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"Children Act Fast...So Do Poisons!"

The theme of this year's National Poison Prevention Week (March 15-21) is "Children Act Fast...So Do Poisons!" -- a reminder to educators that we must "act fast" to teach poison prevention. Included: Internet connections and classroom activities to teach poison prevention!


According to the American Association of Poison Control Centers, more than one million children in this country were involved in accidental poisonings in 1996 -- and more than 90 percent of those poisonings occurred in the home. Although Pediatric Pharmacotherapy reports that a combination of increased awareness and child-resistant packaging have reduced the number of poisoning deaths from 450 in 1961 to 42 in 1992, the incidence of poison exposure continues to be high. And most accidental poisonings are still the result of exposure to medications and household cleaning products. Those exposures are often due to the improper use of child-resistant packaging and the improper storage and use of poisonous substances.

But medicines and household cleansers are not the only poisons found in the home.

  • Many common household plants can also be toxic to young children.
  • Pesticides pose an added risk because they do not need to be ingested to be toxic. Pesticides that are inhaled or come into contact with the skin can cause serious damage -- or even death.
  • Carbon monoxide poisoning kills nearly 300 people in this country each year -- many of them children.
  • And despite long-standing legislation, nearly one million children in the United States show signs of lead poisoning from ingesting old lead-based paint.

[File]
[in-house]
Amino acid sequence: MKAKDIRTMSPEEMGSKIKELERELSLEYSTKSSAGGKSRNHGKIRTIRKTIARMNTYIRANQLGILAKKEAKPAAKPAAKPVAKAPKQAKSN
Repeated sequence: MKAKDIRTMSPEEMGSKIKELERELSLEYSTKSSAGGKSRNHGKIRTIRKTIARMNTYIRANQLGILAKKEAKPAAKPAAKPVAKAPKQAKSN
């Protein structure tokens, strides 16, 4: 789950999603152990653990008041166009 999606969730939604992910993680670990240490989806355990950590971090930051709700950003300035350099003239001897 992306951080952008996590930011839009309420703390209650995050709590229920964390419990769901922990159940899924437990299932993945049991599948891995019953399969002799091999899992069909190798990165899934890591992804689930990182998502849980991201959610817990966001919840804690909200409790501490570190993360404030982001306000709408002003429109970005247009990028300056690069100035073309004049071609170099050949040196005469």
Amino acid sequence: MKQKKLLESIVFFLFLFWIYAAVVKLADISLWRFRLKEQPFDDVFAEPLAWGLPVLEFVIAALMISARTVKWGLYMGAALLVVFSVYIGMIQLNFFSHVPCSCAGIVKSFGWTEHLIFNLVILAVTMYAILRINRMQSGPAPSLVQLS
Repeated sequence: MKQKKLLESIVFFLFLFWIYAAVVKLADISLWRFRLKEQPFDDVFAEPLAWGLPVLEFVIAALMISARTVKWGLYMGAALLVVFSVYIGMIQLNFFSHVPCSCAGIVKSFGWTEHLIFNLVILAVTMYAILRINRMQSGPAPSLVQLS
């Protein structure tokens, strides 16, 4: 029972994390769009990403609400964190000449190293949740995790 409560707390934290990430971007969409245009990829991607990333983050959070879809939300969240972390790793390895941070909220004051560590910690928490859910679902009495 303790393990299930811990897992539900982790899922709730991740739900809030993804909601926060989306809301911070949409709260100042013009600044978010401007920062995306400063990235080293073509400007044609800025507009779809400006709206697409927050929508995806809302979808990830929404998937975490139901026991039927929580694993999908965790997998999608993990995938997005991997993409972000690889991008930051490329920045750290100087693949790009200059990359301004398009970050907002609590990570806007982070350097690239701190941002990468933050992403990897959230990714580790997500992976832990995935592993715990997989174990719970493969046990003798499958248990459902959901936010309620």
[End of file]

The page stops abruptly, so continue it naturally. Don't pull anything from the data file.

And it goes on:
Outside the home, bugs, snakes, and other animals often deliver poisonous -- though seldom deadly -- stings and bites. And more seriously, inhalants and drugs such as marijuana and cocaine can -- and often do -- prove fatal to older children and teens.

The Consumer Product Safety Commission's Poison Prevention Council has designated the theme of this year's Poison Prevention Week (March 15-21, 1998) as "Children Act Fast...So Do Poisons!" It is meant to serve as a reminder to parents and educators that we must act fast too -- to teach younger children what substances might be poisonous and to teach older children how they can protect themselves and others from accidental poisoning. The following activities can help.


Health/Safety. Invite students to take a Tox-Trivia quiz to see how much they know about poison prevention.

Math. (All grades.) Provide students with one of the simple tables showing Statistics on Poisoning and Toxic Exposure and ask them to create a graph to show the table's information. Tables provide information on the number of calls logged in to the Arizona Poison and Drug Information Center in categories such as Most Frequent Call Types, Most Frequent Medication and Drug Exposures to Humans, Age of Human Exposure, Insect Bites or Stings, and Reptile or Snake Bites.

Writing. Print the pages from the poison prevention coloring book. Provide each student with a set or arrange students into groups of six and provide each group with a set. Invite students to color the pictures and then write a caption for each. Have students combine their pages into a poison safety book.

Science. Provide students with a list of poisonous bugs and ask each student to select one bug from the list. Have students use classroom, library, and online resources to learn more about the bug they selected. Students should prepare illustrated reports about the bugs, including information about how they administer their poison. Each student should prepare a two-minute presentation to the class about what s/he learned from the project.